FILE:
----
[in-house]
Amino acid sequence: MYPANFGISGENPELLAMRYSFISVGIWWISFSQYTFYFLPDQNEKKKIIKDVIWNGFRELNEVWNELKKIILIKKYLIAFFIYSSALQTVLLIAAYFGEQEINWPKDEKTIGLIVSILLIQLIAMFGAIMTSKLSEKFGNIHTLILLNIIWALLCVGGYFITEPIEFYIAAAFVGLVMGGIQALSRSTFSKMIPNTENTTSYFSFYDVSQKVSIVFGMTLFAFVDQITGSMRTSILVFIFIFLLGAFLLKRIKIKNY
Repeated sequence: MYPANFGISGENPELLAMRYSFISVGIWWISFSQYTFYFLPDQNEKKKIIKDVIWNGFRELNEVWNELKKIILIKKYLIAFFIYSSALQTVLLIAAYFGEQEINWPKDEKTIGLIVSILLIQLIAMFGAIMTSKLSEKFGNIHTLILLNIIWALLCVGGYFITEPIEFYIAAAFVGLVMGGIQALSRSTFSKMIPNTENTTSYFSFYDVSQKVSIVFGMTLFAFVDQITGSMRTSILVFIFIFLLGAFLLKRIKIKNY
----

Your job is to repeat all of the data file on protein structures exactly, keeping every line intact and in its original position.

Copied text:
[in-house]
Amino acid sequence: MYPANFGISGENPELLAMRYSFISVGIWWISFSQYTFYFLPDQNEKKKIIKDVIWNGFRELNEVWNELKKIILIKKYLIAFFIYSSALQTVLLIAAYFGEQEINWPKDEKTIGLIVSILLIQLIAMFGAIMTSKLSEKFGNIHTLILLNIIWALLCVGGYFITEPIEFYIAAAFVGLVMGGIQALSRSTFSKMIPNTENTTSYFSFYDVSQKVSIVFGMTLFAFVDQITGSMRTSILVFIFIFLLGAFLLKRIKIKNY
Repeated sequence: MYPANFGISGENPELLAMRYSFISVGIWWISFSQYTFYFLPDQNEKKKIIKDVIWNGFRELNEVWNELKKIILIKKYLIAFFIYSSALQTVLLIAAYFGEQEINWPKDEKTIGLIVSILLIQLIAMFGAIMTSKLSEKFGNIHTLILLNIIWALLCVGGYFITEPIEFYIAAAFVGLVMGGIQALSRSTFSKMIPNTENTTSYFSFYDVSQKVSIVFGMTLFAFVDQITGSMRTSILVFIFIFLLGAFLLKRIKIKNY